And it is precisely then in Mark’s Gospel, as the Roman centurion exclaims at the foot of the cross, that Jesus is shown, paradoxically, as the Son of God! Son of a God who is love and who wants with all his heart, for man, every man, to discover and live as his true son as well. This, according to Christian belief, is certified by the fact that Jesus rose: not in order to triumph over those who rejected him, but to bear witness that God's love is stronger than death, God's forgiveness is stronger than all sin, and for that message, it is worth spending one's life, to the end, as a witness to this great gift.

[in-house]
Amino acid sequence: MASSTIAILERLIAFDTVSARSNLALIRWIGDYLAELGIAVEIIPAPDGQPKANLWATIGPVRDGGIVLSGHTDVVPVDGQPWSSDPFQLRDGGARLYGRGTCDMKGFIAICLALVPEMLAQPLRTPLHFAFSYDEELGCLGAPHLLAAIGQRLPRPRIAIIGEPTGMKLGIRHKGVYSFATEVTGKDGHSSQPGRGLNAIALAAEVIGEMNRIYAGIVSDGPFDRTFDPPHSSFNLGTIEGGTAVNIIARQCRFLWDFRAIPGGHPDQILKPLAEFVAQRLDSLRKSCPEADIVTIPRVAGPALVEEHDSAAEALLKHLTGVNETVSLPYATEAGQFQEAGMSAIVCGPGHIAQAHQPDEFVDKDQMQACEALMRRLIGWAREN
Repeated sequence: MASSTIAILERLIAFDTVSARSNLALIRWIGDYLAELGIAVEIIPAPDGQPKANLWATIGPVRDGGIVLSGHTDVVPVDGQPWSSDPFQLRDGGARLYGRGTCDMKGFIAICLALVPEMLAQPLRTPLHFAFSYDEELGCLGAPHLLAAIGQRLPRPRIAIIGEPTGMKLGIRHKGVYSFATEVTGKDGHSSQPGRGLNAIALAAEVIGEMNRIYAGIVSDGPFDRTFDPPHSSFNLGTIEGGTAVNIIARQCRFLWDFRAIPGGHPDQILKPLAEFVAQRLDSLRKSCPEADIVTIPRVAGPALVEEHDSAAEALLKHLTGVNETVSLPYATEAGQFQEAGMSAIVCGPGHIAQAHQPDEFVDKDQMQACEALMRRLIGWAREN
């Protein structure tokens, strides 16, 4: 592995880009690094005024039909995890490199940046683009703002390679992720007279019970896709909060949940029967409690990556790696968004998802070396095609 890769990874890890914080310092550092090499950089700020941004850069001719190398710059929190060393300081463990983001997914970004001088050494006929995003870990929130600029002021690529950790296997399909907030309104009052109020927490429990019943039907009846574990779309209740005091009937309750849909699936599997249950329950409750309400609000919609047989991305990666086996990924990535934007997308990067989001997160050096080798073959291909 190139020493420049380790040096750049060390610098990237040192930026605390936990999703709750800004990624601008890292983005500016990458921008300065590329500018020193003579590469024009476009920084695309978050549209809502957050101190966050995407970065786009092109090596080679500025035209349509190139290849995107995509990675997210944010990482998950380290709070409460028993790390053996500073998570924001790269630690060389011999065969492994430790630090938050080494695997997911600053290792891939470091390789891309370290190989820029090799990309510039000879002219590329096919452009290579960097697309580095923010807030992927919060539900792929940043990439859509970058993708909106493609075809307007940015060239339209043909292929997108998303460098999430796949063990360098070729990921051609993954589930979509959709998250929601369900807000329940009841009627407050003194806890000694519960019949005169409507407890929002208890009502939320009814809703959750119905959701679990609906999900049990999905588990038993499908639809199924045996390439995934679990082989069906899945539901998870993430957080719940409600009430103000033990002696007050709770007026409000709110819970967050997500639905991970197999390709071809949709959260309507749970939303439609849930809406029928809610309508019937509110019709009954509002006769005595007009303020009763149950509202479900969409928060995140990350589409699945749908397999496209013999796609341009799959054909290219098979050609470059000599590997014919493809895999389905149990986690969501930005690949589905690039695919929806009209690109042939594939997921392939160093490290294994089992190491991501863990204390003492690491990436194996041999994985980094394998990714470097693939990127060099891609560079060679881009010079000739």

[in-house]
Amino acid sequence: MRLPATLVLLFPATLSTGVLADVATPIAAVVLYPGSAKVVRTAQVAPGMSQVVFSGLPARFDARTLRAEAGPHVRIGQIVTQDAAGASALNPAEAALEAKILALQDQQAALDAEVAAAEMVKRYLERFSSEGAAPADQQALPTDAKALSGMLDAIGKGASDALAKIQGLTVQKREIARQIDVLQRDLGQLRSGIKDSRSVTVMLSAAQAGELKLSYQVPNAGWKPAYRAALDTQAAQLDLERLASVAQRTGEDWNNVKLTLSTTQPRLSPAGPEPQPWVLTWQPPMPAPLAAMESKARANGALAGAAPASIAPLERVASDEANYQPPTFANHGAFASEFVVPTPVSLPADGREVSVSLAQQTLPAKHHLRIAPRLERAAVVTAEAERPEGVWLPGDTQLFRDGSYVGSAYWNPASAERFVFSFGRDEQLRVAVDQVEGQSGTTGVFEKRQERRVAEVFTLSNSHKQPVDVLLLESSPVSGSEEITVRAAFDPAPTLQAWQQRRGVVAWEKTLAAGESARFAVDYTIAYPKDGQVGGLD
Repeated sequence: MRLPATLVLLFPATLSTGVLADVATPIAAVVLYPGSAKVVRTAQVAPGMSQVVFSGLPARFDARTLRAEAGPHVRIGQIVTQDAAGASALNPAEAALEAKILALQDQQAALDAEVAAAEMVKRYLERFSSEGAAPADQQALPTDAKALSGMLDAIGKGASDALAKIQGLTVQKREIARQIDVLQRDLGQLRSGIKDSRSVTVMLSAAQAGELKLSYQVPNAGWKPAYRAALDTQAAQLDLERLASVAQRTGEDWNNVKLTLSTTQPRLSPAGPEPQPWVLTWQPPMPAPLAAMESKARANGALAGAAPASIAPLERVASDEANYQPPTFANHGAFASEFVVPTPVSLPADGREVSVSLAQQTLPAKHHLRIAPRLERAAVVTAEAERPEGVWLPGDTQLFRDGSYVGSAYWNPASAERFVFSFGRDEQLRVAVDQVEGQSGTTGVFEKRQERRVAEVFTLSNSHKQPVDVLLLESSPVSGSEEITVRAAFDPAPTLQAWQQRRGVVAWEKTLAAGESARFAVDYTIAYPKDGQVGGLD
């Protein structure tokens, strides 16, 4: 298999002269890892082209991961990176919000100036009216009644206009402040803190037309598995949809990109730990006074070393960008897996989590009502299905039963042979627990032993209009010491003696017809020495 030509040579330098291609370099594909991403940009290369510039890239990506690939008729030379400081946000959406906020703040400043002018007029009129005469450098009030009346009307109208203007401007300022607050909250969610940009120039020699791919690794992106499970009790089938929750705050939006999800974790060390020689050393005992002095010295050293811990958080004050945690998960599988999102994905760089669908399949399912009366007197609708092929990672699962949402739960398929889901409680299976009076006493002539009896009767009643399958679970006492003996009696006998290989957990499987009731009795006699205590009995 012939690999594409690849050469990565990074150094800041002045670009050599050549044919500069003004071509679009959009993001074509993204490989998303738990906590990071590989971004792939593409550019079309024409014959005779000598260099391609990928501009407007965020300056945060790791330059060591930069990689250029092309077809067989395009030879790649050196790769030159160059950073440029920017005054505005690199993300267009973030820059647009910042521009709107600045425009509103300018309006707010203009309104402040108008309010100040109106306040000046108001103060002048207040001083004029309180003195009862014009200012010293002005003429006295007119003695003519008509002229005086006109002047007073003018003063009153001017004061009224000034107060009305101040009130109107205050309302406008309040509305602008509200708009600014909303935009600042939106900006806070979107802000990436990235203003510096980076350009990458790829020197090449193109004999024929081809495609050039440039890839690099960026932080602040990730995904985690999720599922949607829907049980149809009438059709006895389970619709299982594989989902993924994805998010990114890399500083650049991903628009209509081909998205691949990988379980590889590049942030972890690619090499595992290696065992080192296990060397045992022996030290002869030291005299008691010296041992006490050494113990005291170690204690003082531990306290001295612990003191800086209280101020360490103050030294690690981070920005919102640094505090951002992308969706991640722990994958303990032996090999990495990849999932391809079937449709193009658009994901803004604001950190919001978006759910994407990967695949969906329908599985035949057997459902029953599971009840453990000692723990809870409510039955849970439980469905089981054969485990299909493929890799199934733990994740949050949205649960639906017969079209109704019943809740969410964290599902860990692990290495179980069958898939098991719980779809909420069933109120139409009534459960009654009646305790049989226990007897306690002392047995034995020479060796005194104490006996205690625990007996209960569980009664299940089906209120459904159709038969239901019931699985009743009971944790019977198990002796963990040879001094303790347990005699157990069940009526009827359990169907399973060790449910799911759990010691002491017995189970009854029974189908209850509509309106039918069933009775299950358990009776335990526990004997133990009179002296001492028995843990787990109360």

The Christian faith believes this: that Jesus is the Son of God who came to give his life in order to open way of love to all. It is for this reason that you are right, dear Mr. Scalfari, that the Incarnation of the Son of God is the cornerstone of the Christian faith. Tertullian wrote, "the flesh [of Christ] is the hinge of salvation". The incarnation, that is the fact that the Son of God has taken on our flesh and has shared our joys and sorrows, the victories and defeats of our existence, even to the cries of the cross, experiencing everything in love and fidelity to Abba, testifies to the incredible love that God has for every man, in whom he recognizes inestimable value. Each of us, therefore, is called to turn our gaze on the choice of the love of Jesus, to make it his way of being, thinking and acting. This is the faith which I described with all the expressions in my recent encyclical.